“So with these three examples just given, which generally comprise 90 percent of your estate, none of these go through your estate planning documents unless you make them,” Lynch said. “So how do you do that?”

Lynch said after you complete a will, you need to make beneficiary changes to make sure your life insurance, IRAs and 401(k)s work with your estate plan. In many cases, you’ll want those assets to transfer to a trust rather to the individual currently named as beneficiary.

Trusts are a tremendous planning tool that can really protect assets, he said.

When Morris and Shondra created their estate plan, they thought they did the right thing. But, Lynch said, they did not change any of the titling of their assets or beneficiary designations, “so their documents are almost worthless.”

They should return to a qualified estate planning attorney to review their documents and see how the titling of their assets should change. They could even change the titling on their home to have the best result for the future.


One of the couple’s children will start college in the fall with a price tag of $46,000 a year, or $190,000 total.

Their 16-year-old could also end up at a private school, costing as much as $60,000 a year, or $240,000 total.

That compares to Rutgers, which would cost around $27,000 a year or $108,000 total.

Lynch said the expected college choices for the kids will end up costing more than $214,000 more than Rutgers would for both kids, with no guarantee the kids would have a better education or earn more. He said if you’re talking Stanford, Yale, Princeton or Harvard, the higher costs will pay you more on the back end because of networking. But that’s not the case for most other private schools, he said.

So even though they have significant college savings, Lynch wants to point out how hard it is to pay for that additional cost over the price of a state school.

For this couple, because of the taxes they pay on their income, they’d need to earn $350,000 to end up with the extra $214,000 to fund private schools.

“The good news is they can afford it so it will not stop them from their plans, but it is a tremendous amount of extra money versus an in-state school,” he said.

Lynch looked at their 529 plans and saw how they could do better.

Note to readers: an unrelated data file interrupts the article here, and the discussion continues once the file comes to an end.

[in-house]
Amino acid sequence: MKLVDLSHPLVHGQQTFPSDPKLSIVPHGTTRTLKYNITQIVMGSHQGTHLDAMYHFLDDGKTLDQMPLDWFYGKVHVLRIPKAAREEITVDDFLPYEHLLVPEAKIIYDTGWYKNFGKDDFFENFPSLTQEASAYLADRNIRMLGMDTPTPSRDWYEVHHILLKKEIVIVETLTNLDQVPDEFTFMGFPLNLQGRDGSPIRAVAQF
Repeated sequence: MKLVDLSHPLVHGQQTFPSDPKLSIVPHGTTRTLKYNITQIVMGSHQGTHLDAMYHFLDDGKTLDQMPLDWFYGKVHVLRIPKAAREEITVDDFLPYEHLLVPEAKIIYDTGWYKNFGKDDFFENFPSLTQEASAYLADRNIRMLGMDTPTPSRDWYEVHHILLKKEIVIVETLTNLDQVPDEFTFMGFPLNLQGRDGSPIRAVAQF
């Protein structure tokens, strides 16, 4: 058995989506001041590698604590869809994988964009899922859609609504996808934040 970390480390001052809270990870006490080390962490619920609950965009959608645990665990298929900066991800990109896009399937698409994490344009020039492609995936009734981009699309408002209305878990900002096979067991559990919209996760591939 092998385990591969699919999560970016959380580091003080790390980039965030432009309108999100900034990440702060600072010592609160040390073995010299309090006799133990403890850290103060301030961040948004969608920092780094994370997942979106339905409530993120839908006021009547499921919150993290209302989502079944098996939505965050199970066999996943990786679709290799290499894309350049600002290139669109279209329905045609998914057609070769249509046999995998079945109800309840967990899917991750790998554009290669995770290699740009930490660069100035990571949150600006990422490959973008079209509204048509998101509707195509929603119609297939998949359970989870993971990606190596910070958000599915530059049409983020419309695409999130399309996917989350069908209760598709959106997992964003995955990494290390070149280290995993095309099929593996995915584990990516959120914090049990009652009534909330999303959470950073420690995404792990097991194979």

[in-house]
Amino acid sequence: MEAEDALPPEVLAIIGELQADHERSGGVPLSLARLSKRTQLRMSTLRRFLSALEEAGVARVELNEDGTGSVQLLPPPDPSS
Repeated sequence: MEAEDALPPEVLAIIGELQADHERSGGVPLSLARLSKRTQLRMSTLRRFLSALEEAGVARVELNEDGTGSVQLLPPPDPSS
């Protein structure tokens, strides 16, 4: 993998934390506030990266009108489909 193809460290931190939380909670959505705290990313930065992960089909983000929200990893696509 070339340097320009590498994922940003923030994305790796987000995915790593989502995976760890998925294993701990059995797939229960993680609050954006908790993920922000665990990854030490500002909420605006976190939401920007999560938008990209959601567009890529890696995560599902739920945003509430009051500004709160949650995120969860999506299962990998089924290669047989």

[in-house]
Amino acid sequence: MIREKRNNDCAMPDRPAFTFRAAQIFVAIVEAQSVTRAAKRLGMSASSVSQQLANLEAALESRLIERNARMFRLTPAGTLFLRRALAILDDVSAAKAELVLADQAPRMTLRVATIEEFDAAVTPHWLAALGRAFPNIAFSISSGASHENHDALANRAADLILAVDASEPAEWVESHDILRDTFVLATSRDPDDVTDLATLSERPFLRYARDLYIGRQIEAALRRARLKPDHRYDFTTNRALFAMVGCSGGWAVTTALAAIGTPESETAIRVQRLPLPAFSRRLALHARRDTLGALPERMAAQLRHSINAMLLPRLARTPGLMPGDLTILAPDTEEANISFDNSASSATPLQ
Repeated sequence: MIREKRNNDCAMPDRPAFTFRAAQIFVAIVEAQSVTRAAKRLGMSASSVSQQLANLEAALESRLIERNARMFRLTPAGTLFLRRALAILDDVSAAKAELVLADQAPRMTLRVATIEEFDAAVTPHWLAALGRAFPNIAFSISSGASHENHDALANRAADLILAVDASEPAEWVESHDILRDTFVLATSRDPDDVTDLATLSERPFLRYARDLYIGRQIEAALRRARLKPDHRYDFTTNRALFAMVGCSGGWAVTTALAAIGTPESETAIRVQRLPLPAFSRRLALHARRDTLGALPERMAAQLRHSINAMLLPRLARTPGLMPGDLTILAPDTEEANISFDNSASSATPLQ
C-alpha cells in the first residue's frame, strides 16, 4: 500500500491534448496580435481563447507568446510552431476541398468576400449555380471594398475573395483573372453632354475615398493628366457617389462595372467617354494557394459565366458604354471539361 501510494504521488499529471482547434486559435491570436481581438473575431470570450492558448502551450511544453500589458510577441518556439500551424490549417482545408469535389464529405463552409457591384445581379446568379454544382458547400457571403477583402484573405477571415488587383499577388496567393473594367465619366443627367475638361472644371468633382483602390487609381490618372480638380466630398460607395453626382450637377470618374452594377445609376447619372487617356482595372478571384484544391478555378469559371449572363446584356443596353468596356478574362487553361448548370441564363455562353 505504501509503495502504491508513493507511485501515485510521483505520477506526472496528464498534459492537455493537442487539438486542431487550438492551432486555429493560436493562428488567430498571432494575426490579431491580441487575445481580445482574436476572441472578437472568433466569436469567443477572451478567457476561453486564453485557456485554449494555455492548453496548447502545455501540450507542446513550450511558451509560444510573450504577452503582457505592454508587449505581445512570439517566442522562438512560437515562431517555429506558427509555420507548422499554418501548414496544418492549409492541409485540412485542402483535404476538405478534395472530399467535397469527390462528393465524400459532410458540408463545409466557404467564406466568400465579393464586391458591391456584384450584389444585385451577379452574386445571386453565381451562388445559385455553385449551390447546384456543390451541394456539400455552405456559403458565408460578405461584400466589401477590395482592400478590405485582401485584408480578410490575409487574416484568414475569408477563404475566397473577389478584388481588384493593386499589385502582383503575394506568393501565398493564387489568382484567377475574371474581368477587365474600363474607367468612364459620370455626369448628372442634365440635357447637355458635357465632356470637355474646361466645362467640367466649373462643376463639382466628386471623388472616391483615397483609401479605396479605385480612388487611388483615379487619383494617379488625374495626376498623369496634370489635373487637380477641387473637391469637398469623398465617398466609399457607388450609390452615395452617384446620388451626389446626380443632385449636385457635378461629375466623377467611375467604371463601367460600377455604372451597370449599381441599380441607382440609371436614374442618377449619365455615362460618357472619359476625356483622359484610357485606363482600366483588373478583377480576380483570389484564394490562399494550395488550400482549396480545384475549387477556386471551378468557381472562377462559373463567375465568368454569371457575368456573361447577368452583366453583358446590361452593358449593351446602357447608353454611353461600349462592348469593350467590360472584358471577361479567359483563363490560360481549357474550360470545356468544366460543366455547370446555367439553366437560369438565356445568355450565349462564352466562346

There are generally there are two kinds of 529 plans: direct and advisor. The biggest difference is usually the fees, with the advisor plan being more expensive — a cost Lynch thinks is unnecessary.

“Most 529 plans run on auto-pilot, meaning that they are age-based, and the advisor really does nothing,” Lynch said. “For this I would prefer that you use no-load direct plans as the advisor is really not doing anything.”

He said 90 percent of the advisor plans he’s seen haven’t been worth the extra costs.

And yes, this couple’s plans are advisor-based.

“They are paying an additional $2,000-plus per year with no real interaction from the advisor,” he said. “The more they save, the more it costs them. They have over $250,000 saved for college which is great, but I would rather have them in a lower costing plan.”


Living in New Jersey, while it may mean a higher salary, also means a far higher cost of living than other areas, even with this couple having a reasonable mortgage.

“In most parts of the country you could live like a king and queen with that amount of money,” he said.

Even if they pay off the mortgage before they retire, their expenses will still be far higher than they would if they moved to a lower-cost state.

“For 2015, Shondra and Morris spent over $100,000 in federal, state and local property taxes,” Lynch said.

They pay high property taxes, but they haven’t been able to benefit on their tax return because they’re in AMT — the Alternative Minimum Tax — which means they can’t take traditional deductions.

AMT cost them an additional $8,634 last year.